“She looks old and wrinkled.”
“She was hotter sick”
“Someone should’ve told her she looked bad sick.”
“She’s so pretty.”
“SHE’S AN ALCOHOLIC NOT A DRUNKOREXIC.”
“This girl be FUCKED up.”
“I’d fuck her.”
“She got an ass.”
“So tired of hearing about sorority girls with eating disorders. NEXT.”
“Someone should give that bitch a real problem to cry about.”
“I think she’s beautiful.”
“She has a nice smile.”
Oh, the internet.
A place I liken to “seeing someone else puking so you start puking and then everyone else starts puking” 2016.
Thanks for the line, John Oliver.
In response to the election, I’ve gone dark for the past couple weeks – writing and all. Frankly, I’m angry. I’m disenchanted and I’m sad – a reactive personal grief every day I read another news article speculating the upcoming leadership. I speak for millions of us in saying that this result has been its own form of emotional torture for all of us battling taboo issues and especially, of course, for the minorities in our country. For the climate – the list goes on.
“Wait and see,” we are told. “Give him a chance.”
Quoting John O. again in saying that we cannot normalize abnormal behavior. We don’t just throw up our arms and think “Eh. Least we tried. We voted,” when the rights of millions are at stake.
That’s just not good enough.
I donated money this week. Patted myself on the back – a big ole’ self-validating move.
Signed up to be part of a San Diego research project on the brain and eating disorders.
… And then I thought to myself. “Well, that’s a one-time deal. So now what? What more can I do? What can I contribute?”
It dawned on me. Maybe it’s not much ultimately, but this blog is mine. This blog is under my control to do as I wish for it.
And what I want is to give others a voice.
My story is only as good as it is corroborated. So my post today – my plea, right now, is for YOU to tell your story. If you have an eating disorder and you want to share (anonymously or not) write me. Send to me. I’ll edit it. We’ll talk. I’ll publish it. I’ll send it to editors. I’ll do what I can.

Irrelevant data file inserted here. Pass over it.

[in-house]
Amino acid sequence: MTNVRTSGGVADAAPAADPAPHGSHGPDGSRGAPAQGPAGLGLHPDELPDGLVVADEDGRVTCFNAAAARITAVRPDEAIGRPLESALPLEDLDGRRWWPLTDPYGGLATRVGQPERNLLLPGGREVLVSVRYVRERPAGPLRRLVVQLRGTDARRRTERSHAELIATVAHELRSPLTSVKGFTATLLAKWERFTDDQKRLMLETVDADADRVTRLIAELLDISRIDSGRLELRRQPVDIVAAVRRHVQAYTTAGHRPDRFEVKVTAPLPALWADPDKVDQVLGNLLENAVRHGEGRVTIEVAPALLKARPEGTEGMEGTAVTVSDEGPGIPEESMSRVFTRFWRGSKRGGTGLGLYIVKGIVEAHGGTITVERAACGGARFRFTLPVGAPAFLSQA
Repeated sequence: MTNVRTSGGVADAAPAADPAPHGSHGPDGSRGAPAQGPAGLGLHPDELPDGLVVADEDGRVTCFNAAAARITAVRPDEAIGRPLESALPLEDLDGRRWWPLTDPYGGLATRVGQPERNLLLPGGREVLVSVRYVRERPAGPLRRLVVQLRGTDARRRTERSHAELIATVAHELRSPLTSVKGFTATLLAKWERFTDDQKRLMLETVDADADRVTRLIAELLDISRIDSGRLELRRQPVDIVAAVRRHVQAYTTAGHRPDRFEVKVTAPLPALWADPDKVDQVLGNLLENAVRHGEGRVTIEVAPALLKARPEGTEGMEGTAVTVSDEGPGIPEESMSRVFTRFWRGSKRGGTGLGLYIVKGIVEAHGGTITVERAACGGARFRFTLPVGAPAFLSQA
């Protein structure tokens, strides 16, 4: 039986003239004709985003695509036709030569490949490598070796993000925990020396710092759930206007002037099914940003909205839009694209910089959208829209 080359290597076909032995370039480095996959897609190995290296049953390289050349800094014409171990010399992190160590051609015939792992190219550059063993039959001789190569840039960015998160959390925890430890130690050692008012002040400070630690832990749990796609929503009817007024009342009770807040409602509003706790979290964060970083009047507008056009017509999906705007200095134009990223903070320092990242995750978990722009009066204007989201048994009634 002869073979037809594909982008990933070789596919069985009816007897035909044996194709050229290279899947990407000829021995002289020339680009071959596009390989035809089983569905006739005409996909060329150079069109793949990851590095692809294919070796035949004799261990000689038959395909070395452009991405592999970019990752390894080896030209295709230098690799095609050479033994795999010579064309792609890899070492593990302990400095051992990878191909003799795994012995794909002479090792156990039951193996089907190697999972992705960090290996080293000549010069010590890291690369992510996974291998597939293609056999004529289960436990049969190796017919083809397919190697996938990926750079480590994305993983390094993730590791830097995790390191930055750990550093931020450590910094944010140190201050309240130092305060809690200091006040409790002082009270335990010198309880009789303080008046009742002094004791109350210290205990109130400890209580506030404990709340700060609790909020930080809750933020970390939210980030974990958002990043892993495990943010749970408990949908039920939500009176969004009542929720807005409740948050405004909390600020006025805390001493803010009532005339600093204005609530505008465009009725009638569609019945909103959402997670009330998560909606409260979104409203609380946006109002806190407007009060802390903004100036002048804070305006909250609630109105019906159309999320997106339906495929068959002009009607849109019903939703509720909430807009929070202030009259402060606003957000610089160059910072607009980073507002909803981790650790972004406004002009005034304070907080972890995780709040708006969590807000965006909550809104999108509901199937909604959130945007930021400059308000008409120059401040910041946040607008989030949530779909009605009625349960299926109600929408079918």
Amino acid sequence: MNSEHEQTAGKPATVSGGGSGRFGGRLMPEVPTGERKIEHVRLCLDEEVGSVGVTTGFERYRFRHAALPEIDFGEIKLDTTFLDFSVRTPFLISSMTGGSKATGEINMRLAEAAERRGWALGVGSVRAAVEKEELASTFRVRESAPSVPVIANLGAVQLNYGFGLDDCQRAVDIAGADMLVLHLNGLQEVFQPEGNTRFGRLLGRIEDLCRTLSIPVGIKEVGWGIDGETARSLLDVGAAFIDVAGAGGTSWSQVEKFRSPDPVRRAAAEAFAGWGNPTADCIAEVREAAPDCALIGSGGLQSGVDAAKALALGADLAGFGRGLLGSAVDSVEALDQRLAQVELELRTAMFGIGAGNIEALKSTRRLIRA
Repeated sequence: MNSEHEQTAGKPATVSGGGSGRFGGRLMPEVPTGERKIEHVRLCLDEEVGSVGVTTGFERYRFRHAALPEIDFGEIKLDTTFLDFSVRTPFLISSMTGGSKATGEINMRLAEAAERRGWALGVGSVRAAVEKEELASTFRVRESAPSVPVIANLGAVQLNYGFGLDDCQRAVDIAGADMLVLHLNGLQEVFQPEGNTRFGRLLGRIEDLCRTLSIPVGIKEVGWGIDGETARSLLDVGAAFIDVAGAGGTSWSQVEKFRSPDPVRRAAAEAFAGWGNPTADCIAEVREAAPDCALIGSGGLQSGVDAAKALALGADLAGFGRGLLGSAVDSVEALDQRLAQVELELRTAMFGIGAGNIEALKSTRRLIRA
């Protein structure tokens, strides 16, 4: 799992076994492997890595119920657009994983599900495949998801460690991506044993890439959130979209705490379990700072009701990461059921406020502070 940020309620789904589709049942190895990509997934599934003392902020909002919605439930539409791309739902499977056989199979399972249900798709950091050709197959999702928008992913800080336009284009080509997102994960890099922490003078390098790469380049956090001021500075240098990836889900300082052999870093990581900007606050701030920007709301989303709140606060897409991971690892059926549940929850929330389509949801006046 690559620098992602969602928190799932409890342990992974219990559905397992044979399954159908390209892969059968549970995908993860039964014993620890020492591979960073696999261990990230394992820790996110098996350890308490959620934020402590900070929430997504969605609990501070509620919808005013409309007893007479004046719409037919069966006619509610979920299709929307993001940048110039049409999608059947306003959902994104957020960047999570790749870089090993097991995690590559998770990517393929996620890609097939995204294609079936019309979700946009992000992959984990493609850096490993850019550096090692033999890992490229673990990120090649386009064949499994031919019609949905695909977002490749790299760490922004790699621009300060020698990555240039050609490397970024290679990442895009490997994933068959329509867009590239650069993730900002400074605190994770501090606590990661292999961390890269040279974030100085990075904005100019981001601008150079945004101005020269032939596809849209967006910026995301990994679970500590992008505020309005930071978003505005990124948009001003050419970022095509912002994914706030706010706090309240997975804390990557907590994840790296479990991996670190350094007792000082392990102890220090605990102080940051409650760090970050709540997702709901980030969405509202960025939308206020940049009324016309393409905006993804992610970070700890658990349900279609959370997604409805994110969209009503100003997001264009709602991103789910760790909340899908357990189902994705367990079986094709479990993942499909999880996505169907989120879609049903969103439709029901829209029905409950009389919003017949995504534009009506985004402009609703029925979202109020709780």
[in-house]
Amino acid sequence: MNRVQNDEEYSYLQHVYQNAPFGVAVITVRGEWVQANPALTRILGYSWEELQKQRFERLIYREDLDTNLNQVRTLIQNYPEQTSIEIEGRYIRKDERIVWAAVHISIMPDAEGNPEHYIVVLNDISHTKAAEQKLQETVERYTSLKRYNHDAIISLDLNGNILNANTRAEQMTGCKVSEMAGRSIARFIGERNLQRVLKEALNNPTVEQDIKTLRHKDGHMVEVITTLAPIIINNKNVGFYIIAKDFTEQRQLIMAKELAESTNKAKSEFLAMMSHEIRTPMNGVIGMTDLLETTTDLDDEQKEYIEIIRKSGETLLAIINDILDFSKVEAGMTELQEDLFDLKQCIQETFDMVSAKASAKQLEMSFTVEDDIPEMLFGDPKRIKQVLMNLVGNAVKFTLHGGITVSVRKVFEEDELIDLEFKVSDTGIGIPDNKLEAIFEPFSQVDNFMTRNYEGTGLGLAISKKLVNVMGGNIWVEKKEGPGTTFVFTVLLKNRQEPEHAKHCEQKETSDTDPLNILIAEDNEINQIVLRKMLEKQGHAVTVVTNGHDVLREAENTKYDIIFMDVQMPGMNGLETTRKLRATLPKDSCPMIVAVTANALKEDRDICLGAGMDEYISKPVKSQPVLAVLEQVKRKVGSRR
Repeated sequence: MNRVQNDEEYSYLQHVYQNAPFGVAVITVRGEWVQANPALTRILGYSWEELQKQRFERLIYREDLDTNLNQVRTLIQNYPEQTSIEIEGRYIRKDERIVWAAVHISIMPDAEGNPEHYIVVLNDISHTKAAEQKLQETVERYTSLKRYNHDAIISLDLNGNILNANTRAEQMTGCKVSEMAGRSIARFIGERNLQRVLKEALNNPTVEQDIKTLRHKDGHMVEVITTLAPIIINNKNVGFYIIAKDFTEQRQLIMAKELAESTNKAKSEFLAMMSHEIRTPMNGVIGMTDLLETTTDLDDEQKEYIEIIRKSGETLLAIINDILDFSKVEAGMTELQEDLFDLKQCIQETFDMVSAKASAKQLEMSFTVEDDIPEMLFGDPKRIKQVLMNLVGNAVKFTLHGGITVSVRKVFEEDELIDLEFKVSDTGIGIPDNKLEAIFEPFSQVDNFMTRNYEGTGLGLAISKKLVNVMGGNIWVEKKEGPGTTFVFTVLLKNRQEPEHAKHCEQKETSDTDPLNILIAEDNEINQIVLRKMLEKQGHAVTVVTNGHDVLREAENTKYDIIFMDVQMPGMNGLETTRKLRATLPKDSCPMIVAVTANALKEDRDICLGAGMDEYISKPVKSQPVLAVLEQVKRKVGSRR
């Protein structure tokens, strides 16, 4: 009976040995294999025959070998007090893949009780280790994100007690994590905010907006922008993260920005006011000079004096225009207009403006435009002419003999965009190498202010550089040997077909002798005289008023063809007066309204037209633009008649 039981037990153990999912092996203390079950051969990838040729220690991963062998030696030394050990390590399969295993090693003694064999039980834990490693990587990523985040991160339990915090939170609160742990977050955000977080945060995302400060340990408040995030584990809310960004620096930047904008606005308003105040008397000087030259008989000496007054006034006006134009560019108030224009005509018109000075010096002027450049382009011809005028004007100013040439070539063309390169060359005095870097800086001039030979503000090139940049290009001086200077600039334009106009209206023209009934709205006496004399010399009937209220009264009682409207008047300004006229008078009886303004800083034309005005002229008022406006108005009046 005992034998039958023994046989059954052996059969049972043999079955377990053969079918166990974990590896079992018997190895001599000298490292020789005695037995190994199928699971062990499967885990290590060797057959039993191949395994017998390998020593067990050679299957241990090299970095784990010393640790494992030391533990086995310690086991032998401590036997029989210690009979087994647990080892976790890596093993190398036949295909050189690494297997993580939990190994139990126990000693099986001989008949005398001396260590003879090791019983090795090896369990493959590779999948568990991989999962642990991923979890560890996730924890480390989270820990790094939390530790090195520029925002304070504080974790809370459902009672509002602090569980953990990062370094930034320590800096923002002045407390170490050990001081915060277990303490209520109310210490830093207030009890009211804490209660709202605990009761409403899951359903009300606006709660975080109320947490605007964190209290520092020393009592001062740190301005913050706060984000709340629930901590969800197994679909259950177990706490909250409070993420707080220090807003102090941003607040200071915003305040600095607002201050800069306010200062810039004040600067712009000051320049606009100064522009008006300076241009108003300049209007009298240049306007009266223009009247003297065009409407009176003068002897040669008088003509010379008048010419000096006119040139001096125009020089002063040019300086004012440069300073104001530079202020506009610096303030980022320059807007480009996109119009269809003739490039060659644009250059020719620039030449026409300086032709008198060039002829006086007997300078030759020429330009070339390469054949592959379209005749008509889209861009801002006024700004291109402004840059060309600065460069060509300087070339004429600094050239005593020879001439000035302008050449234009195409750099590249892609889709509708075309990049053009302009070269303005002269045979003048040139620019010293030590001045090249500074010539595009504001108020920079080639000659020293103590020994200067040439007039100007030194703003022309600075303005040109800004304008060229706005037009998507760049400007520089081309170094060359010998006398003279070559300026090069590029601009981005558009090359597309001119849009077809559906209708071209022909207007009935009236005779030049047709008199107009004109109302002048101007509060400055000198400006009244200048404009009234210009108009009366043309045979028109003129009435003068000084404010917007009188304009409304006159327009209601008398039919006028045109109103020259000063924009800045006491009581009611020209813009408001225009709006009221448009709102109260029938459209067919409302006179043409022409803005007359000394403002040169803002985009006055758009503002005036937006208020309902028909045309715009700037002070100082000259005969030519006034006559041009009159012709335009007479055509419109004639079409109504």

Already, I’ve received so many of your stories from every walk of life. Keep them coming to me. Please. Let’s humanize this stuff because we have a scary 4 years ahead and I don’t know where mental health will lie in the shitstorm of all of it.
We have to keep talking and sharing – unabashed. Without constraint.
I’ll admit right now – however – it’s not easy. People write me “I have a story to share, how were you able to start getting yours out there?”
I stare at that question, ponder my response, and think about all the hurtful things I’ve had aimed at me in the past 2 years.
“DON’T. RUN,” a part of me wants to say. “YOUR STORY WILL BE MANIPULATED AND VIOLATED. YOU WILL BEGIN TO FEEL LIKE CLICK BAIT. PEOPLE WILL POINT OUT ALL YOUR FLAWS AND THERE WILL BE TIMES YOU DOUBT THE LEGITIMACY OF YOUR OWN STORY WHEN IT’S WRITTEN BY SOMEONE ELSE.”
Another portion of me wants to be like “Yo – my story wasn’t special. I work in public relations and know the media game better than the average person and was just lucky to get noticed a couple times when I submitted a piece to the right editor.”
And the other part of me, the larger side now, will tell you this:
“Just do it – girl/boy. Write your shit. Fuck the commentary. Write it. Write it because Trump is President-elect and now more than ever, we need voices. If you’re real – if you’re raw – if you’re transparent and show the good and the bad of your life, people will connect. Keep the transparency, keep yourself grounded to what you know is the truth of that kernel story in your life – people will listen. They may not agree – but they’ll listen. Everyone deserves to have a story – yours matters. Just understand why you’re doing it – know the intent behind the story.”